African-American slaves lived with Seminole Indians in communities or family groups both within territorial boundaries and outside of them, in a relationship characterized as benevolent servitude. Under the Seminoles, blacks served in varying capacities – as advisors, interpreters, warriors, hunters, and field hands. Many intermarried with the Indians. Most blacks living among the Seminoles considered it an improvement over the American chattel system of slavery.
Seminoles were more patrons than masters to their slaves. In the Indian society, blacks were tenant farmers, living in their own villages near Indian villages and paying only a harvest tribute from their yields to the chief. They owned their own horses, cattle, and hogs. Out of some 400 blacks reported living with the Seminoles in the 1820s, only about 80 were identified as fugitive slaves.
The trader Horatio Dexter noted that they “could speak English as well as Indian, and feel satisfied with their situation."
"They have the easy unconstrained manner of the Indian but more vivacity, and from their understanding of both languages possess considerable influence with their masters.”
Seminole society had blacks of every status – free born, slave, and fugitive. Some were more equal in this society than others. Bilingual blacks participated in council meetings and interpreted for Indian leaders at treaty negotiations.
Groups of blacks and Indians not only lived together in and apart from Seminole society, but left the country together. Many runaways slaves went to the Bahamas and Cuba. Seminoles living in south Florida traded with Cuban fishermen, relaying slaves to Havana, sometimes for freedom, sometimes for sale.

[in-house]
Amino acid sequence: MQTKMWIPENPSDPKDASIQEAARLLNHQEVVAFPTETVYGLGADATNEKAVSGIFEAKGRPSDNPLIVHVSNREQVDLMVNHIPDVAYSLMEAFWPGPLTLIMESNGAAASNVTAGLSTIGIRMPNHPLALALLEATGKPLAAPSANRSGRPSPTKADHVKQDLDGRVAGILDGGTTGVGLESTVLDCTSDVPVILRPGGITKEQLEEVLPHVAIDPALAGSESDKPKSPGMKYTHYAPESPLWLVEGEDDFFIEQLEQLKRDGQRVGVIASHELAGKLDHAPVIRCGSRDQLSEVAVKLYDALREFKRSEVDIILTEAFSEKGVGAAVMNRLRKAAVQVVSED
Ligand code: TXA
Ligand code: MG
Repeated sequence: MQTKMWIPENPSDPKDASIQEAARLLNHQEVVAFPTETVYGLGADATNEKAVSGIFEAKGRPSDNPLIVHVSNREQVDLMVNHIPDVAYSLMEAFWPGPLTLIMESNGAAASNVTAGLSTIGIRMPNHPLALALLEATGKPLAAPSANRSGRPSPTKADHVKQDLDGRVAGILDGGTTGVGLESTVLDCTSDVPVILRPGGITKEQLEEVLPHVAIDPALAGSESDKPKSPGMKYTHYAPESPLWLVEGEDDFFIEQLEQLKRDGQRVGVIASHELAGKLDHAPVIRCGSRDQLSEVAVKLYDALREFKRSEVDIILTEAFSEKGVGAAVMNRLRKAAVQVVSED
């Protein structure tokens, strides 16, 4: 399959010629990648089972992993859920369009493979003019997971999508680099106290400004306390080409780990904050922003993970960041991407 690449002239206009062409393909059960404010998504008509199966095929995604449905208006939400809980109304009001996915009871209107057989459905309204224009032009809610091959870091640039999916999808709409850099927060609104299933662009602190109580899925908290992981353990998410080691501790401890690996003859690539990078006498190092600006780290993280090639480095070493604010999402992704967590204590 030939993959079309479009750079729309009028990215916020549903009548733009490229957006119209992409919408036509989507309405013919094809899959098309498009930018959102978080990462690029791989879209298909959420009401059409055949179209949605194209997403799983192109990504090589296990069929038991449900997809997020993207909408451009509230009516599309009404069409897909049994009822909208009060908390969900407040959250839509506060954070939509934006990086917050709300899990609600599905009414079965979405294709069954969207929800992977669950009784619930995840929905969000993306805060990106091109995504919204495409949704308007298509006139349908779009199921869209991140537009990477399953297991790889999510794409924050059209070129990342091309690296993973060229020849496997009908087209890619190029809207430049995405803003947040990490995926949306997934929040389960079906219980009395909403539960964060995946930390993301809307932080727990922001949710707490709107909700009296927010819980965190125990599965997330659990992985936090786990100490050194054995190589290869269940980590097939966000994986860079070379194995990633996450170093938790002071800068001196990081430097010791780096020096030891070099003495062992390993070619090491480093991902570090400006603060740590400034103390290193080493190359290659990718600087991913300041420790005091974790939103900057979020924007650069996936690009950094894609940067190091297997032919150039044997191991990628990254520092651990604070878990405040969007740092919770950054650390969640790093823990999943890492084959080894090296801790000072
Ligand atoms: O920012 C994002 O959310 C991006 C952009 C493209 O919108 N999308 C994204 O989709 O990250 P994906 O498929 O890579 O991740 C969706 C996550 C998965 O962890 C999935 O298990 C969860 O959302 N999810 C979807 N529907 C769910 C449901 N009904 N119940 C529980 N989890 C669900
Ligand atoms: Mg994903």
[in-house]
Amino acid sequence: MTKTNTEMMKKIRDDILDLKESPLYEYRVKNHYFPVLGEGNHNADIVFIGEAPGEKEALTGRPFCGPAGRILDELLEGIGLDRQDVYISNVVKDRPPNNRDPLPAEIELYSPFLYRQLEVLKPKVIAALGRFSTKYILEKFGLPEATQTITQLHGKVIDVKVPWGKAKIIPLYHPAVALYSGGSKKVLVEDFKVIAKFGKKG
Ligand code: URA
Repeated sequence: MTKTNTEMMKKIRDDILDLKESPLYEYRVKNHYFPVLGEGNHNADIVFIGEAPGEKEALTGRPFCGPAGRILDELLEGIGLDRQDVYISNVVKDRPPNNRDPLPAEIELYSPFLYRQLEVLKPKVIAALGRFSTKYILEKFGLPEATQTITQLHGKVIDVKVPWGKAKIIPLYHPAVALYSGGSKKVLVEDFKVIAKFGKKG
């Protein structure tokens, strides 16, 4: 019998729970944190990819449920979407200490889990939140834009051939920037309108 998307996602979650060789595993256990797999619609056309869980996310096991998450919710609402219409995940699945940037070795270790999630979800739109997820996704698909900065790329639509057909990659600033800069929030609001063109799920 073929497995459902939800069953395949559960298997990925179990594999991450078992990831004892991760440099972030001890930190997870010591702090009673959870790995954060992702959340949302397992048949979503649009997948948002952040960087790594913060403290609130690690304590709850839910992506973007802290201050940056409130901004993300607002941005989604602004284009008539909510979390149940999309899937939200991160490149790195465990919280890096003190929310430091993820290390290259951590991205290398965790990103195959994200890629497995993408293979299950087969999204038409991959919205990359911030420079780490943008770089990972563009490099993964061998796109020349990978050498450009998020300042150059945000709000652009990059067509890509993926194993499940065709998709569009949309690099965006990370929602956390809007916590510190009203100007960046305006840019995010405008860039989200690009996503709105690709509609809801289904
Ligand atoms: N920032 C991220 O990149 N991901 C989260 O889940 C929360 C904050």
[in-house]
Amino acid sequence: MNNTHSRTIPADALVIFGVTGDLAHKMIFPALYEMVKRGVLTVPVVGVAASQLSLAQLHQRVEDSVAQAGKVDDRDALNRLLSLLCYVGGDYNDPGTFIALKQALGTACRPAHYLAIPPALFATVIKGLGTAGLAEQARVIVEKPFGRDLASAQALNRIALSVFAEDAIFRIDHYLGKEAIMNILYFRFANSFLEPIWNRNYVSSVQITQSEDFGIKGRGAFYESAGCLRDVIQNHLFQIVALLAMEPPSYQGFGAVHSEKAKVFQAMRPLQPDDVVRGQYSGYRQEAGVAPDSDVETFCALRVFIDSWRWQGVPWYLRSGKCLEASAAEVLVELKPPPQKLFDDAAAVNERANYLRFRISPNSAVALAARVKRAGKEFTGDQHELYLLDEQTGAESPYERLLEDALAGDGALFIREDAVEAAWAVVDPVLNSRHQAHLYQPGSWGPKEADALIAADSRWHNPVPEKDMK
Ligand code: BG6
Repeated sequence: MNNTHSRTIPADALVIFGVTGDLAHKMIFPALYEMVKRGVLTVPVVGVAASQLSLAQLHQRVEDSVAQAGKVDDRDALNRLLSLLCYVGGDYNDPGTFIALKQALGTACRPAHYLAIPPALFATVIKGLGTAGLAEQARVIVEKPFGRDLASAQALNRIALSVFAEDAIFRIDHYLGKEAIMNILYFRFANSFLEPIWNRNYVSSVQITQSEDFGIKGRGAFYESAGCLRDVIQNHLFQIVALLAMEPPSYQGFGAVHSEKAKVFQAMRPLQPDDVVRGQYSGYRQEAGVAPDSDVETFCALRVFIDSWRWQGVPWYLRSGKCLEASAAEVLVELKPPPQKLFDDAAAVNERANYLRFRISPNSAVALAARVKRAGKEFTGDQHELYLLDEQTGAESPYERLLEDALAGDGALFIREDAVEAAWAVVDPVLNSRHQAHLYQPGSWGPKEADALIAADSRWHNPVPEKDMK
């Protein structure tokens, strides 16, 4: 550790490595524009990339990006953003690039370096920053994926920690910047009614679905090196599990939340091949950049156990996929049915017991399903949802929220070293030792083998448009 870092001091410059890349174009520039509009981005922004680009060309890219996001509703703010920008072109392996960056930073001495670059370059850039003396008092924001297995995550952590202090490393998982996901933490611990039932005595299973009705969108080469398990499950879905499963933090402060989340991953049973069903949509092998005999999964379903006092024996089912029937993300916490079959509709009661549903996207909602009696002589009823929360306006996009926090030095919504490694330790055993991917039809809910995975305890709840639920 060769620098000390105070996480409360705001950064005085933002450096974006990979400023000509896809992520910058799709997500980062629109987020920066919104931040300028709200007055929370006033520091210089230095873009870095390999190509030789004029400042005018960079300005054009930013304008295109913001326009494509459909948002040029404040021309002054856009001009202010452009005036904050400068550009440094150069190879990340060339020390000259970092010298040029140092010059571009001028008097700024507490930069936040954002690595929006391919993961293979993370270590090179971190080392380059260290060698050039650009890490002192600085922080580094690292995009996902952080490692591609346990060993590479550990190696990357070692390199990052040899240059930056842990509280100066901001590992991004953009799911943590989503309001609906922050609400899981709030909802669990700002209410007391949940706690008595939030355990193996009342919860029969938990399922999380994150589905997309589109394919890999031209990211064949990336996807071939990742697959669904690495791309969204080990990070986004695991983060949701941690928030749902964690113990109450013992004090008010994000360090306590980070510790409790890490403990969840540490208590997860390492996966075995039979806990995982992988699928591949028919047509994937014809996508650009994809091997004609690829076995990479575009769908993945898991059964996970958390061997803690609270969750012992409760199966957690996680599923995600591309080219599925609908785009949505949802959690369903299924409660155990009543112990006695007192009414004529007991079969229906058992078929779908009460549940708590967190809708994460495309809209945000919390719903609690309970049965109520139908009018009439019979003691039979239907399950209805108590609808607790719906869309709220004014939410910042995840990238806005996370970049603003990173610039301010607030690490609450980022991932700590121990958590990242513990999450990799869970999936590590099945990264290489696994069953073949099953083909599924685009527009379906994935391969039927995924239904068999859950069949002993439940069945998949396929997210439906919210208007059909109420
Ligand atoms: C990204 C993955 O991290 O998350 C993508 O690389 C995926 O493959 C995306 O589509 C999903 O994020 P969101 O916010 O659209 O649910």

The spread of American settlement into Indian territory began a national policy of Indian displacement. In the campaign to remove Indians from Florida, however, land was not the overriding concern. Thousands of acres of public land not claimed by the Seminoles could be easily acquired. A more heated debate centered initially around the ownership of black slaves by Native Americans and later around the threat that their potential alliance posed to national security.
Disputes between whites and Indians over runaway slaves were ongoing. They were complicated by the fact that many federal Indian agents engaged in the slave trade themselves and had a personal interest in the issue. The Indians valued blacks not only as slaves, but as important and much needed cultural go-betweens since they were familiar with the language and customs of the whites.
When Florida became United States territory, the government expected the Seminoles to give up any slaves voluntarily. At the signing of the Treaty of Moultrie Creek, the Indians were to list all their towns and inhabitants and specify how many blacks were included. In addition to reservation land, the Seminoles were to receive $5,000 per year for 20 years, were bound to prevent runaway slaves from passing through Indian territory and turn them over to the federal agent.
Planters migrating into the peninsula from other parts of the country brought slaves with them to perform the heavy labor needed to establish cotton, sugar, or tobacco plantations and farms. Many planters moved into Florida in the 1820s and 30s from the Tidewater and Piedmont regions of the Carolinas. In 1828 the territorial legislature requested that public land be reduced in price to encourage more settlement in the interests of national security. The 1830 census listed 34,730 Floridians, 15,501 of whom were slaves and 844 “free colored” (Colburn and Landers, 130).